Chapter 11

HISTORY examines the manifestations of man’s free will in connection with the external world in time and in dependence on cause, that is, defines that freedom by the laws of reason; and so history is only a science in so far as that freedom is defined by those laws.

To history the recognition of the free wills of men as forces able to influence historical events, that is, not subject to laws, is the same as would be to astronomy the recognition of free will in the movements of the heavenly bodies.

This recognition destroys the possibility of the existence of laws, that is, of any science whatever. If there is so much as one body moving at its free will, the laws of Kepler and of Newton are annulled, and every conception of the movement of the heavenly bodies is destroyed. If there is a single human action due to free will, no historical law exists, and no conception of historical events can be formed.

For history there exist lines of movement of human wills, one extremity of which vanishes in the unknowable, and at the other extremity of which in space, in time, and in dependence on cause, there moves men’s consciousness of free will in the present.

The more this curve of movement is analysed before our eyes, the clearer are the laws of its movement. To discover and define those laws is the problem of history.

From the point of view from which the science of history now approaches its subject, by the method it now follows, seeking the causes of phenomena in the free will of men, the expression of laws by science is impossible; since however we limit the free will of men, so long as we recognise it as a force not subject to law, the existence of law becomes impossible.

Only limiting this element of free will to infinity, that is, regarding it as an infinitesimal minimum, we are convinced of the complete unattainability of causes, and then, instead of seeking causes, history sees before itself the task of seeking laws.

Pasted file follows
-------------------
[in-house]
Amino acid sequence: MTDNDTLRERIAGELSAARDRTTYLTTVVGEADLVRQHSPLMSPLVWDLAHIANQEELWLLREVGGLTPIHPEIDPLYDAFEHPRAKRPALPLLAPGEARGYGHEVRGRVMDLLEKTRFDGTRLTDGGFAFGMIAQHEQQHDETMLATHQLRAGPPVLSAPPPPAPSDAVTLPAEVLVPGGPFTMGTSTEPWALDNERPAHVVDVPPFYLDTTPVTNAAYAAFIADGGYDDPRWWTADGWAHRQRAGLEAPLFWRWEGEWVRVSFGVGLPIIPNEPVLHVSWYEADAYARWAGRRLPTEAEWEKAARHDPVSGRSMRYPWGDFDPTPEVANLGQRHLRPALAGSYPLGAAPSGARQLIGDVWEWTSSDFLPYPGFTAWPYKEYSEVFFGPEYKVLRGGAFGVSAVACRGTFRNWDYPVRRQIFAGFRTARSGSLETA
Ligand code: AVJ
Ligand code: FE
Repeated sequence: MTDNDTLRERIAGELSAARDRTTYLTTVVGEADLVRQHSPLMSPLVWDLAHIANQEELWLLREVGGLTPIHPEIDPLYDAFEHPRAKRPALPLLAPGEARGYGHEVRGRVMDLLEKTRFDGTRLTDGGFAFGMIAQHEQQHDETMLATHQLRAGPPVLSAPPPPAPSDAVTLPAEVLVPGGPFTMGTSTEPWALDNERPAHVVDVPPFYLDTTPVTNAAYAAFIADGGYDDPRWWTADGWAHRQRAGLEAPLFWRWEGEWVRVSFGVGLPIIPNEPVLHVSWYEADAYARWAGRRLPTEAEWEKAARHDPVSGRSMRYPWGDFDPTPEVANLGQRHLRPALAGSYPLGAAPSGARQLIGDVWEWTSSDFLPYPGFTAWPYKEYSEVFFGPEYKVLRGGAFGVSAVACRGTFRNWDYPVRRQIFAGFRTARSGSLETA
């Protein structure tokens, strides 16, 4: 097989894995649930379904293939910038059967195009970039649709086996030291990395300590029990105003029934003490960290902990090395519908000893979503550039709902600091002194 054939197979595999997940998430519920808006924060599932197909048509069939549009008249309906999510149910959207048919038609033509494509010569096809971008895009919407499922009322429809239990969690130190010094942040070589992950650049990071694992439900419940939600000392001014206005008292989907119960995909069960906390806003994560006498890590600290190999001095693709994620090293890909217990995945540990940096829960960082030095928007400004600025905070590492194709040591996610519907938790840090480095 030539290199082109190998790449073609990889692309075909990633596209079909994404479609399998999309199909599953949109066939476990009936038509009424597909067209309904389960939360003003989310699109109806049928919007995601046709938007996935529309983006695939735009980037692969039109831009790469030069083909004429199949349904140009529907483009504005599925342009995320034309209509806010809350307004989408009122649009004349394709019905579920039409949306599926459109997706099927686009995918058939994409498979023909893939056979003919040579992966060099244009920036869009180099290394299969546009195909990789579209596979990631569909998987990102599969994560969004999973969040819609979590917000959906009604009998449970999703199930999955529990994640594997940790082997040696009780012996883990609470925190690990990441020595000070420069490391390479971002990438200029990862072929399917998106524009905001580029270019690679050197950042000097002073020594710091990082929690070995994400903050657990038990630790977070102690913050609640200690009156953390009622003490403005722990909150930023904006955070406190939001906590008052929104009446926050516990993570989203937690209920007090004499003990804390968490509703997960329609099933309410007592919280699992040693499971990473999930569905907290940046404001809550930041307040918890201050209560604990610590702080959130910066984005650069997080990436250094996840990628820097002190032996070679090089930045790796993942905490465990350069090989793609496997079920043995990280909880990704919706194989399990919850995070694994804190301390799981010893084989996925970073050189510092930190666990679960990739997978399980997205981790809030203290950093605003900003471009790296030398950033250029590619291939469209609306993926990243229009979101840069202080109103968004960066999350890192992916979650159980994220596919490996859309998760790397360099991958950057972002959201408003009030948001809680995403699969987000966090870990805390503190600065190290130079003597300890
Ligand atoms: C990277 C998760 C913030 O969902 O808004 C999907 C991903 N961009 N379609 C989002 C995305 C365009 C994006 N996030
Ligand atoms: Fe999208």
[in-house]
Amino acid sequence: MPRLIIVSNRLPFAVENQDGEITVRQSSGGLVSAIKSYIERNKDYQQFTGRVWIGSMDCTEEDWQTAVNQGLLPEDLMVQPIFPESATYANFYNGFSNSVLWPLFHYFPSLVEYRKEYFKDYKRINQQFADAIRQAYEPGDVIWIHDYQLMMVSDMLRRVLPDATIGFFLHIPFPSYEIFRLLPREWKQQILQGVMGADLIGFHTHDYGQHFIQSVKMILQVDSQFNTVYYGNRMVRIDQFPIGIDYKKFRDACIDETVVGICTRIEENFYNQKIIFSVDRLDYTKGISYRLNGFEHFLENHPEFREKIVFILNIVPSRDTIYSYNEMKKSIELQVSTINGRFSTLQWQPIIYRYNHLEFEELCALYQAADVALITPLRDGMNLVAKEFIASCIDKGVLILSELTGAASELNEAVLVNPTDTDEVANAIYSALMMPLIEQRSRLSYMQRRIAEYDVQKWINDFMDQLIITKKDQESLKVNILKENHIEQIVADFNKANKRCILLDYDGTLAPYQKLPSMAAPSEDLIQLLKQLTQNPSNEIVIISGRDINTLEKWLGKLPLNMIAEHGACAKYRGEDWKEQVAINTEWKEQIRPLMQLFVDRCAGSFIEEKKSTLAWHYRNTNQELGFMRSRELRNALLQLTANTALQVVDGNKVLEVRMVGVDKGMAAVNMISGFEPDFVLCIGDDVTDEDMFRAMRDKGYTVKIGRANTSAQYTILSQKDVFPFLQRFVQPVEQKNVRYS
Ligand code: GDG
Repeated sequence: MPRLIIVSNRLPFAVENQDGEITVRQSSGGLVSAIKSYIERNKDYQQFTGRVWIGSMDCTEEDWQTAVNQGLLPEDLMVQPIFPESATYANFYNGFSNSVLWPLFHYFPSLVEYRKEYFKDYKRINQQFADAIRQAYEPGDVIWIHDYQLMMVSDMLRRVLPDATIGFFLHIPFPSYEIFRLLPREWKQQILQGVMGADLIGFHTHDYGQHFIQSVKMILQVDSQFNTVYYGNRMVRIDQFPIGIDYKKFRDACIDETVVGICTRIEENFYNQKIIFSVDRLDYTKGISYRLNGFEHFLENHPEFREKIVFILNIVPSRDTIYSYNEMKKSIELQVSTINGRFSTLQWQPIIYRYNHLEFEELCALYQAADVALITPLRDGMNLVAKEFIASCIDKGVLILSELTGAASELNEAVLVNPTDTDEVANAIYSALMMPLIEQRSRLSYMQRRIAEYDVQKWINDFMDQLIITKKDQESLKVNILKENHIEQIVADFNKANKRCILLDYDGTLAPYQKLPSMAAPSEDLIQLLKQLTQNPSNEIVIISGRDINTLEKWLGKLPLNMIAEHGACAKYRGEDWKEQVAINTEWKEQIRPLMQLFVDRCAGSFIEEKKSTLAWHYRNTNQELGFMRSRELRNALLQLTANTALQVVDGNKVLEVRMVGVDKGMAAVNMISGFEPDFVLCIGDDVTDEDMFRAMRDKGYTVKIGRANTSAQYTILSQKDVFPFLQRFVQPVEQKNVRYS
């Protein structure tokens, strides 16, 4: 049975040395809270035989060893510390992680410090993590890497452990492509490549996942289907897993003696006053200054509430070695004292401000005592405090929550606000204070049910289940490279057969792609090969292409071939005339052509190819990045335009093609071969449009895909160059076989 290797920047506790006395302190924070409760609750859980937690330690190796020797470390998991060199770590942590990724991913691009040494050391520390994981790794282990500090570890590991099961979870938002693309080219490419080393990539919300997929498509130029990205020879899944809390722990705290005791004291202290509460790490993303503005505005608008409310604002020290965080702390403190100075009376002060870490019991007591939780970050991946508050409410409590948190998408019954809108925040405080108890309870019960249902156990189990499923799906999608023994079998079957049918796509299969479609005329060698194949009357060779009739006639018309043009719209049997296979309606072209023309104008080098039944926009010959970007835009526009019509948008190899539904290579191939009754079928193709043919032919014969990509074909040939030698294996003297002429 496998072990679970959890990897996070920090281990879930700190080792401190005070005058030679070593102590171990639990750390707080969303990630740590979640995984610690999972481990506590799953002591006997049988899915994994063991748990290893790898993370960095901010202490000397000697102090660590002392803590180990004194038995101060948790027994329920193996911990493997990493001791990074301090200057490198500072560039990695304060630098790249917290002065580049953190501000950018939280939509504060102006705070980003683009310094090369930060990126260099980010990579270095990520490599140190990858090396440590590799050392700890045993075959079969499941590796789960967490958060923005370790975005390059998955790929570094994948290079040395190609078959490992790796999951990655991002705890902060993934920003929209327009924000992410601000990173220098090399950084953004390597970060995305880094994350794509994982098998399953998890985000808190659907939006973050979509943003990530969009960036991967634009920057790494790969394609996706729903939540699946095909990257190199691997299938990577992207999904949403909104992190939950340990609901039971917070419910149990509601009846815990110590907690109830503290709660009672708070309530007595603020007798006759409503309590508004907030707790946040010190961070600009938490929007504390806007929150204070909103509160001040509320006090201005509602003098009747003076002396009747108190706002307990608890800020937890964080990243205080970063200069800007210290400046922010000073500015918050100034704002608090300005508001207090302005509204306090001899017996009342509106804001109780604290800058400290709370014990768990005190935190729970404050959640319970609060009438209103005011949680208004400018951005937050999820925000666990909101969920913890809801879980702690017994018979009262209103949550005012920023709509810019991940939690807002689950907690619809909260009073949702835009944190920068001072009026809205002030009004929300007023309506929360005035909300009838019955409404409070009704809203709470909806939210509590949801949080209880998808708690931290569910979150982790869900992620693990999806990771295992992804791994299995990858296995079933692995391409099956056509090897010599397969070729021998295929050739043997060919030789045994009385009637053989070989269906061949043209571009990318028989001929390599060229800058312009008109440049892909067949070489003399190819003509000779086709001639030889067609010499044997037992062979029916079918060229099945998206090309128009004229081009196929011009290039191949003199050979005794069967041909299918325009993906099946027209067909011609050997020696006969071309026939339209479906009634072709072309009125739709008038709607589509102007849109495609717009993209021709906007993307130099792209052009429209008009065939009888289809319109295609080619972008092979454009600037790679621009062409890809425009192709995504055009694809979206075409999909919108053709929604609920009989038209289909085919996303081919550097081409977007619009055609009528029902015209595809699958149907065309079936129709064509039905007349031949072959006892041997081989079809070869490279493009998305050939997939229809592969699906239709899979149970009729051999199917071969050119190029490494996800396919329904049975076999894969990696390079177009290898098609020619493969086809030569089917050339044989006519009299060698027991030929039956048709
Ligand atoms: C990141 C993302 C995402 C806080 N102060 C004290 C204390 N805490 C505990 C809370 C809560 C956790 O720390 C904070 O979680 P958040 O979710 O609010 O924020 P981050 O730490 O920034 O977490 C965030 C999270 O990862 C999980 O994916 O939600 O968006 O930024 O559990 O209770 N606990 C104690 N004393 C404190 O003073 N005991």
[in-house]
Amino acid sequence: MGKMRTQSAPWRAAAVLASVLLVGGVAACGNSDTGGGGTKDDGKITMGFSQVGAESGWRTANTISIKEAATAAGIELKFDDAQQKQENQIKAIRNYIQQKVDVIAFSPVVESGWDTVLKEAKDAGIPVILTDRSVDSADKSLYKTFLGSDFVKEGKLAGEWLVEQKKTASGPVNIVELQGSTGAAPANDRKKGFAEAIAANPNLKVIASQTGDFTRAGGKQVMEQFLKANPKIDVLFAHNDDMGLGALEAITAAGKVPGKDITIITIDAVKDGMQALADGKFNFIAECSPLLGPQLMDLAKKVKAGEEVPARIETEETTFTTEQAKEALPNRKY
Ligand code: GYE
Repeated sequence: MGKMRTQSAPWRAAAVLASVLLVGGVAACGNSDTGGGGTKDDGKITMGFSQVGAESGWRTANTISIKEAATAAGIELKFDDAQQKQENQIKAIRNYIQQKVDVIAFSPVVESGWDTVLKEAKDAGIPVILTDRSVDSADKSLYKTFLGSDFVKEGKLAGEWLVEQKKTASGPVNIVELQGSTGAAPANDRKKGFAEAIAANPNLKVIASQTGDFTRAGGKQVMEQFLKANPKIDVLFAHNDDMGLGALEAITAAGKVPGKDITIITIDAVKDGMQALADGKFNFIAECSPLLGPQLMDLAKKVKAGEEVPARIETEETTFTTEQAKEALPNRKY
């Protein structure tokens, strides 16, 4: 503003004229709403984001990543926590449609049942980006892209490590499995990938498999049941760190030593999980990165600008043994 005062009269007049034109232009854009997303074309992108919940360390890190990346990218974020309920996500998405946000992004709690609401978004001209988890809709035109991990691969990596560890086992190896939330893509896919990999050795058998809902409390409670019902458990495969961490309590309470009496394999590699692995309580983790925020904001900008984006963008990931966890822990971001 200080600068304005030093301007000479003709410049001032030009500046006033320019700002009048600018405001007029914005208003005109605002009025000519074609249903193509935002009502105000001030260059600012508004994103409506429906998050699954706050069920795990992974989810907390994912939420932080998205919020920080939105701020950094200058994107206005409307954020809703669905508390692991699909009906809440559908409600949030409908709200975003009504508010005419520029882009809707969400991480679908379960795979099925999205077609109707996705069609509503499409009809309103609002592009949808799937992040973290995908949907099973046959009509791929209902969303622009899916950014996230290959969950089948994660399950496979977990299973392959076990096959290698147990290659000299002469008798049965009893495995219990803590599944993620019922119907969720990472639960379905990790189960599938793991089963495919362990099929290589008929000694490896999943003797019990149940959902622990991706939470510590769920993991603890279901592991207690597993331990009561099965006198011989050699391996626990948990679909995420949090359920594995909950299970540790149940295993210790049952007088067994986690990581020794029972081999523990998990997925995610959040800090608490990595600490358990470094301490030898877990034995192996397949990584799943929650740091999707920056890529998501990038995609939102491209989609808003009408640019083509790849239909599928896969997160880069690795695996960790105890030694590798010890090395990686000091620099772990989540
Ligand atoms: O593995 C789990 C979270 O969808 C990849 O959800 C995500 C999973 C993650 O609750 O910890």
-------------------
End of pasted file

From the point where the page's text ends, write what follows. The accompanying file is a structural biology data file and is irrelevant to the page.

The seeking of those laws has been begun long ago, and the new lines of thought which history must adopt are being worked out simultaneously with the self-destruction towards which the old-fashioned history is going, forever dissecting and dissecting the causes of phenomena.

All human sciences have followed the same course. Reaching infinitesimals, mathematics, the most exact of the sciences, leaves the process of analysis and enters on a new process of approximating to summing up the unknown infinitesimals. Forsaking the conception of cause, mathematics seeks law, that is, properties common to all unknown, infinitesimal quantities.

The other sciences, too, have followed the same course, though under another form. When Newton formulated the law of gravity, he did not say that the sun or the earth has the property of attraction. He said that all bodies—from the greatest to the smallest—have the property of attracting one another; that is, leaving on one side the question of the cause of the movements of bodies, he expressed the property common to all bodies, from the infinitely great to the infinitely small. The natural sciences do the same thing; leaving on one side the question of cause, they seek for laws. History, too, is entered on the same course. And if the subject of history is to be the study of the movements of peoples and of humanity, and not episodes from the lives of individual men, it too is bound to lay aside the idea of cause, and to seek the laws common to all the equal and inseparably interconnected, infinitesimal elements of free will.

  By PanEris using Melati.

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